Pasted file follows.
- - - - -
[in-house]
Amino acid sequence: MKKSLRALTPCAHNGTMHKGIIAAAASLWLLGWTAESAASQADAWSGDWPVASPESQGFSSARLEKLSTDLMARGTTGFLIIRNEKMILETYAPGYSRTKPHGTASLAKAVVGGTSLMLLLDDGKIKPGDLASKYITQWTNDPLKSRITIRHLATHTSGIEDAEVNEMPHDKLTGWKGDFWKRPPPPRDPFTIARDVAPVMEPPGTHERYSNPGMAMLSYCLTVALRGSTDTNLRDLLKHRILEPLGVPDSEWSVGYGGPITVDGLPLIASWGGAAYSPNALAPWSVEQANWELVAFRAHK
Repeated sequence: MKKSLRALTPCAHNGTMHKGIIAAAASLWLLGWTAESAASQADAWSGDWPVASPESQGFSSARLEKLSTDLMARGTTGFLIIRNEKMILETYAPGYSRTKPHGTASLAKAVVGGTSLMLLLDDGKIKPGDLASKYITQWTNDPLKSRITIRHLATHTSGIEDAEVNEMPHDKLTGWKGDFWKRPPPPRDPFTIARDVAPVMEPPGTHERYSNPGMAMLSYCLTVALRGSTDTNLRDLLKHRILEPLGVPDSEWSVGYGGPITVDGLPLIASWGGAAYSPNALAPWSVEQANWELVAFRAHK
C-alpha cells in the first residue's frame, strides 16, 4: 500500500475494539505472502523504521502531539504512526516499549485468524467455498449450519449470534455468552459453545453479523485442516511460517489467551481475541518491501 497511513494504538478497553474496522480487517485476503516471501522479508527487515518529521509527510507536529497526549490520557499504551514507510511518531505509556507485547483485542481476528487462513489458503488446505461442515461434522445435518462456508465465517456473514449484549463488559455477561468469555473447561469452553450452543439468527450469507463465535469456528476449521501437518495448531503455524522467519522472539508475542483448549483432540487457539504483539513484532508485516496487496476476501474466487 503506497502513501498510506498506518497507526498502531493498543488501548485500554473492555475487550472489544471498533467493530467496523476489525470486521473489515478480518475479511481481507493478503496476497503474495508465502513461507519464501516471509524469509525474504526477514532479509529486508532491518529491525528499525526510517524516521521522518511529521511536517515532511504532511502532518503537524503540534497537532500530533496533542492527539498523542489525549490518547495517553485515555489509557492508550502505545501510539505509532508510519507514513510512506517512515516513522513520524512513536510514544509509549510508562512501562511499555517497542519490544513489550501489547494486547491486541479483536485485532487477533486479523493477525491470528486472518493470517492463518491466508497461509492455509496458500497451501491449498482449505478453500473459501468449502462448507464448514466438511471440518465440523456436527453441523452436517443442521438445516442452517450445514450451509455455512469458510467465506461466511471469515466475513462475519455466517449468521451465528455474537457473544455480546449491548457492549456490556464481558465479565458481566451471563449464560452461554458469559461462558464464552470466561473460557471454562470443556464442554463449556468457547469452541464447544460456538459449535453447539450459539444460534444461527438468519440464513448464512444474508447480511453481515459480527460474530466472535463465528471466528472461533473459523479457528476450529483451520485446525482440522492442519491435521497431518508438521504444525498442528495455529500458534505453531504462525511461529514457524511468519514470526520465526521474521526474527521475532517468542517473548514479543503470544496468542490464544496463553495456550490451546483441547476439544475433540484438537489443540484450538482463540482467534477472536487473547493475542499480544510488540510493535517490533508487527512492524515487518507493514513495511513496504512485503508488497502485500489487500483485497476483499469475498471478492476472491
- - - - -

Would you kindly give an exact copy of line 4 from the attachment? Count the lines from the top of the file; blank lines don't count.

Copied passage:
C-alpha cells in the first residue's frame, strides 16, 4: 500500500475494539505472502523504521502531539504512526516499549485468524467455498449450519449470534455468552459453545453479523485442516511460517489467551481475541518491501 497511513494504538478497553474496522480487517485476503516471501522479508527487515518529521509527510507536529497526549490520557499504551514507510511518531505509556507485547483485542481476528487462513489458503488446505461442515461434522445435518462456508465465517456473514449484549463488559455477561468469555473447561469452553450452543439468527450469507463465535469456528476449521501437518495448531503455524522467519522472539508475542483448549483432540487457539504483539513484532508485516496487496476476501474466487 503506497502513501498510506498506518497507526498502531493498543488501548485500554473492555475487550472489544471498533467493530467496523476489525470486521473489515478480518475479511481481507493478503496476497503474495508465502513461507519464501516471509524469509525474504526477514532479509529486508532491518529491525528499525526510517524516521521522518511529521511536517515532511504532511502532518503537524503540534497537532500530533496533542492527539498523542489525549490518547495517553485515555489509557492508550502505545501510539505509532508510519507514513510512506517512515516513522513520524512513536510514544509509549510508562512501562511499555517497542519490544513489550501489547494486547491486541479483536485485532487477533486479523493477525491470528486472518493470517492463518491466508497461509492455509496458500497451501491449498482449505478453500473459501468449502462448507464448514466438511471440518465440523456436527453441523452436517443442521438445516442452517450445514450451509455455512469458510467465506461466511471469515466475513462475519455466517449468521451465528455474537457473544455480546449491548457492549456490556464481558465479565458481566451471563449464560452461554458469559461462558464464552470466561473460557471454562470443556464442554463449556468457547469452541464447544460456538459449535453447539450459539444460534444461527438468519440464513448464512444474508447480511453481515459480527460474530466472535463465528471466528472461533473459523479457528476450529483451520485446525482440522492442519491435521497431518508438521504444525498442528495455529500458534505453531504462525511461529514457524511468519514470526520465526521474521526474527521475532517468542517473548514479543503470544496468542490464544496463553495456550490451546483441547476439544475433540484438537489443540484450538482463540482467534477472536487473547493475542499480544510488540510493535517490533508487527512492524515487518507493514513495511513496504512485503508488497502485500489487500483485497476483499469475498471478492476472491